Tag Archives: disasters

Photograph: Joe Raedle/Getty Images

Laura Shows Lake Charles No Love

Pearl River     I’m fifteen feet above dirt looking out the window at the water that has risen up from the bayou a few miles from the Pearl River dividing Louisiana and Mississippi.  It has filled the bioswale, anchored by cypress trees off of the road, and covered the pathway where gravel was just laid days ago.  All of the trees bordering the property seem to be standing in water now.  A breeze is swaying the pines back and forth.  As bayou rises, I know it will fall, but when and how is a mystery to me.

We’re out of the danger zone on any map of Hurricane Laura’s progress, hundreds of miles east of landfall below Lake Charles, Louisiana, but not exactly out of harm’s way.  Tornado warnings extend through New Orleans, so we discussed the pros and cons between a bathroom with windows and a hall closet.

We have no complaints, because we know people well in Lake Charles, and our hearts are going out to them.  We’re sheltering a blended family of five in New Orleans now, a second cousin of mi companera.  Her first cousin evacuated to Arkansas, but late in the afternoon this gang made it to the city in a pickup and small sedan.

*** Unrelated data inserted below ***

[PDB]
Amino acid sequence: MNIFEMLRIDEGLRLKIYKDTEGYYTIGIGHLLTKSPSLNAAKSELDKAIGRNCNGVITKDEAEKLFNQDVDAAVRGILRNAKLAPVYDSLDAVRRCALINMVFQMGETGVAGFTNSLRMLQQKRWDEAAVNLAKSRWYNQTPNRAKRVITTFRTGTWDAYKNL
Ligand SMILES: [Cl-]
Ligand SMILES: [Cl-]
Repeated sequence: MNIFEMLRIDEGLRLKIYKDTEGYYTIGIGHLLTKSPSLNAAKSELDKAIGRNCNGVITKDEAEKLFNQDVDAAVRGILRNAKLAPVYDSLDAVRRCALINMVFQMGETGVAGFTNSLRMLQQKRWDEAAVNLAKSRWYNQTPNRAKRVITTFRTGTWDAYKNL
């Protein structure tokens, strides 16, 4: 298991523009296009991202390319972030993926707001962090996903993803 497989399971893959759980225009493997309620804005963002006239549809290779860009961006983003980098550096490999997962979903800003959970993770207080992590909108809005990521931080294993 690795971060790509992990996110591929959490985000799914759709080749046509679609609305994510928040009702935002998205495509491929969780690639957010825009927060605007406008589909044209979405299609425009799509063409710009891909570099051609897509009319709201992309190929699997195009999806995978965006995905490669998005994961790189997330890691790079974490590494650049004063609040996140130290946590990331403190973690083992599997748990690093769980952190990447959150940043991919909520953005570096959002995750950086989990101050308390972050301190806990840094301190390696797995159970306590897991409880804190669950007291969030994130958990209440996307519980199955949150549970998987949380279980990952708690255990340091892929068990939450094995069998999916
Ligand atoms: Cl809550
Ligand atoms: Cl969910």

ACORN has had a group in the north end of Lake Charles for almost 45 years.  The neighborhood is largely African-America, and has long been our poster child for a member-leader run group over all of these years.   We know if their homes are devastated, they will be hard-pressed to rebuild, and many will be forced to move.  Organizers shed tears sometimes, too.

The Times used frighteningly effective metaphors for the danger to Lake Charles, a city of 80,000 near the Texas border at the Sabine River.  In one instance they spoke of the lake as simply a “part of the Gulf of Mexico,” 30 miles away.  A scientist referring to the oil and gas canals dug in the coast area spoke of them as a “hose” into the city, if hit directly.  The storm seems to be one of the most powerful to hit the US coast in history.